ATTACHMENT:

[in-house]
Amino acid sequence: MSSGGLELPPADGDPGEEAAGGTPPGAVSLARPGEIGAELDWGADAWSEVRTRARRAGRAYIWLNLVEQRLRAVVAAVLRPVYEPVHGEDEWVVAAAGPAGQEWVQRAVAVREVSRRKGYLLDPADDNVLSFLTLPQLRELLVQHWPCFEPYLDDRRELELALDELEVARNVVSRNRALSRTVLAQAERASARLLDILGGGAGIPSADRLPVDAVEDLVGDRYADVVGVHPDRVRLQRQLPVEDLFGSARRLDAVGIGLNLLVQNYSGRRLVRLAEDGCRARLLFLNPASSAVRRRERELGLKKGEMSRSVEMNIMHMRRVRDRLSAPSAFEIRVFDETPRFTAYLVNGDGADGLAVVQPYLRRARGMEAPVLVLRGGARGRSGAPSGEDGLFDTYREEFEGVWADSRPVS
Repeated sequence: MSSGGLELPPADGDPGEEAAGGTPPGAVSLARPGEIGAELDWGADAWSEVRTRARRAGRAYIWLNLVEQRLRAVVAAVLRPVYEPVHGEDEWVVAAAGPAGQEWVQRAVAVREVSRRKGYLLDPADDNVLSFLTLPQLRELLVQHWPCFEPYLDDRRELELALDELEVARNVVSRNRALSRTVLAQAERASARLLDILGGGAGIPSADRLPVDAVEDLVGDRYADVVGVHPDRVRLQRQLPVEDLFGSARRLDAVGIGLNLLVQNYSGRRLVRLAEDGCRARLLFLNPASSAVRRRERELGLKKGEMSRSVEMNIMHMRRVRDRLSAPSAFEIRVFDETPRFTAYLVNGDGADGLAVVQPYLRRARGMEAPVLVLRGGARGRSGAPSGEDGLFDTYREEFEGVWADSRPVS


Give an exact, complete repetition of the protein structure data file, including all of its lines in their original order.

[in-house]
Amino acid sequence: MSSGGLELPPADGDPGEEAAGGTPPGAVSLARPGEIGAELDWGADAWSEVRTRARRAGRAYIWLNLVEQRLRAVVAAVLRPVYEPVHGEDEWVVAAAGPAGQEWVQRAVAVREVSRRKGYLLDPADDNVLSFLTLPQLRELLVQHWPCFEPYLDDRRELELALDELEVARNVVSRNRALSRTVLAQAERASARLLDILGGGAGIPSADRLPVDAVEDLVGDRYADVVGVHPDRVRLQRQLPVEDLFGSARRLDAVGIGLNLLVQNYSGRRLVRLAEDGCRARLLFLNPASSAVRRRERELGLKKGEMSRSVEMNIMHMRRVRDRLSAPSAFEIRVFDETPRFTAYLVNGDGADGLAVVQPYLRRARGMEAPVLVLRGGARGRSGAPSGEDGLFDTYREEFEGVWADSRPVS
Repeated sequence: MSSGGLELPPADGDPGEEAAGGTPPGAVSLARPGEIGAELDWGADAWSEVRTRARRAGRAYIWLNLVEQRLRAVVAAVLRPVYEPVHGEDEWVVAAAGPAGQEWVQRAVAVREVSRRKGYLLDPADDNVLSFLTLPQLRELLVQHWPCFEPYLDDRRELELALDELEVARNVVSRNRALSRTVLAQAERASARLLDILGGGAGIPSADRLPVDAVEDLVGDRYADVVGVHPDRVRLQRQLPVEDLFGSARRLDAVGIGLNLLVQNYSGRRLVRLAEDGCRARLLFLNPASSAVRRRERELGLKKGEMSRSVEMNIMHMRRVRDRLSAPSAFEIRVFDETPRFTAYLVNGDGADGLAVVQPYLRRARGMEAPVLVLRGGARGRSGAPSGEDGLFDTYREEFEGVWADSRPVS